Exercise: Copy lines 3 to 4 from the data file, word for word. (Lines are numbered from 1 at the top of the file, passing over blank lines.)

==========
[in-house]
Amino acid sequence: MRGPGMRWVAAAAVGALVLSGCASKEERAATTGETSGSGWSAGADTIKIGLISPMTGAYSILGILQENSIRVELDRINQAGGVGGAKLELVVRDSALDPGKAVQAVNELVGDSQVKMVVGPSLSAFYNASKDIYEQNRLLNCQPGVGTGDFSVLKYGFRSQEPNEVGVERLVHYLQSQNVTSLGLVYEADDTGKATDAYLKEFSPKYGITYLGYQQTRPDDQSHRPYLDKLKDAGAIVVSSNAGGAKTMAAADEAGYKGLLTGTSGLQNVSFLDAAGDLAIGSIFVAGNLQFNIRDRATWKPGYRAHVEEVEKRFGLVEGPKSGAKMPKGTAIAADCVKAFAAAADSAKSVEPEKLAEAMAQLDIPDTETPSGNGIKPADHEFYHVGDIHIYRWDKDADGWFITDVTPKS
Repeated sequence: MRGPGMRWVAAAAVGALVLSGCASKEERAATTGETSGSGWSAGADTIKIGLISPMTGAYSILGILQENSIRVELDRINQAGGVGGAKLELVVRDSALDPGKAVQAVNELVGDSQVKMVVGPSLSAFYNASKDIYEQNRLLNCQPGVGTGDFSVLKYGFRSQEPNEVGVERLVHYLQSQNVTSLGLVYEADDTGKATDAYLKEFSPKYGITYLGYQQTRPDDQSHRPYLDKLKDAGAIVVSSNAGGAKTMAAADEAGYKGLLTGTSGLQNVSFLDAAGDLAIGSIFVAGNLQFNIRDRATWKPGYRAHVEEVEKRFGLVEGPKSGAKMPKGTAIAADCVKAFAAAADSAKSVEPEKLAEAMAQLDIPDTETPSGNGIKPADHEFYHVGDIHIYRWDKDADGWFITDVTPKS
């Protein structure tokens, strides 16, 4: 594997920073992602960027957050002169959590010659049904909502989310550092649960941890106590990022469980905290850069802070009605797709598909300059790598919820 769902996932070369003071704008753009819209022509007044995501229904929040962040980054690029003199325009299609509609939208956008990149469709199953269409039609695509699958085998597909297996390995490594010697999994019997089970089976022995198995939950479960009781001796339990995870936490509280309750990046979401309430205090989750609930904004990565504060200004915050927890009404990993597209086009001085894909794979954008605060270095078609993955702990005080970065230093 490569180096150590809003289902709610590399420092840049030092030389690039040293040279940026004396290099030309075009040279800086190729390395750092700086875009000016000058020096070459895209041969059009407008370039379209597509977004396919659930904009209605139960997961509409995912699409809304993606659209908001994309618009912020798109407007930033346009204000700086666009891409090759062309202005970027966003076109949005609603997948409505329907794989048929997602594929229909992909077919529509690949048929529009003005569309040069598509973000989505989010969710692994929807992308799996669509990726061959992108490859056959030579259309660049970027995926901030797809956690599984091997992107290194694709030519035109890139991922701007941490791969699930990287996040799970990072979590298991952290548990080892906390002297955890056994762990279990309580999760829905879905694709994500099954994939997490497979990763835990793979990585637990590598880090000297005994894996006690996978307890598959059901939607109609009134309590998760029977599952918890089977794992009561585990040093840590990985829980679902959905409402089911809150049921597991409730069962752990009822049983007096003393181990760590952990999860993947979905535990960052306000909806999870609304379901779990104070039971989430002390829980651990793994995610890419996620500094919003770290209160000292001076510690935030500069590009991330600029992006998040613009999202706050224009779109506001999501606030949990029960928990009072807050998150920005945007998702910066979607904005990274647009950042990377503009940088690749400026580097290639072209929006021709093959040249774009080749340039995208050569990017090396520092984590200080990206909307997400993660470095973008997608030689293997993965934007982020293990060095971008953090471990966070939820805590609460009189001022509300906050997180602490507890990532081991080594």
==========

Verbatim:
Repeated sequence: MRGPGMRWVAAAAVGALVLSGCASKEERAATTGETSGSGWSAGADTIKIGLISPMTGAYSILGILQENSIRVELDRINQAGGVGGAKLELVVRDSALDPGKAVQAVNELVGDSQVKMVVGPSLSAFYNASKDIYEQNRLLNCQPGVGTGDFSVLKYGFRSQEPNEVGVERLVHYLQSQNVTSLGLVYEADDTGKATDAYLKEFSPKYGITYLGYQQTRPDDQSHRPYLDKLKDAGAIVVSSNAGGAKTMAAADEAGYKGLLTGTSGLQNVSFLDAAGDLAIGSIFVAGNLQFNIRDRATWKPGYRAHVEEVEKRFGLVEGPKSGAKMPKGTAIAADCVKAFAAAADSAKSVEPEKLAEAMAQLDIPDTETPSGNGIKPADHEFYHVGDIHIYRWDKDADGWFITDVTPKS
């Protein structure tokens, strides 16, 4: 594997920073992602960027957050002169959590010659049904909502989310550092649960941890106590990022469980905290850069802070009605797709598909300059790598919820 769902996932070369003071704008753009819209022509007044995501229904929040962040980054690029003199325009299609509609939208956008990149469709199953269409039609695509699958085998597909297996390995490594010697999994019997089970089976022995198995939950479960009781001796339990995870936490509280309750990046979401309430205090989750609930904004990565504060200004915050927890009404990993597209086009001085894909794979954008605060270095078609993955702990005080970065230093 490569180096150590809003289902709610590399420092840049030092030389690039040293040279940026004396290099030309075009040279800086190729390395750092700086875009000016000058020096070459895209041969059009407008370039379209597509977004396919659930904009209605139960997961509409995912699409809304993606659209908001994309618009912020798109407007930033346009204000700086666009891409090759062309202005970027966003076109949005609603997948409505329907794989048929997602594929229909992909077919529509690949048929529009003005569309040069598509973000989505989010969710692994929807992308799996669509990726061959992108490859056959030579259309660049970027995926901030797809956690599984091997992107290194694709030519035109890139991922701007941490791969699930990287996040799970990072979590298991952290548990080892906390002297955890056994762990279990309580999760829905879905694709994500099954994939997490497979990763835990793979990585637990590598880090000297005994894996006690996978307890598959059901939607109609009134309590998760029977599952918890089977794992009561585990040093840590990985829980679902959905409402089911809150049921597991409730069962752990009822049983007096003393181990760590952990999860993947979905535990960052306000909806999870609304379901779990104070039971989430002390829980651990793994995610890419996620500094919003770290209160000292001076510690935030500069590009991330600029992006998040613009999202706050224009779109506001999501606030949990029960928990009072807050998150920005945007998702910066979607904005990274647009950042990377503009940088690749400026580097290639072209929006021709093959040249774009080749340039995208050569990017090396520092984590200080990206909307997400993660470095973008997608030689293997993965934007982020293990060095971008953090471990966070939820805590609460009189001022509300906050997180602490507890990532081991080594």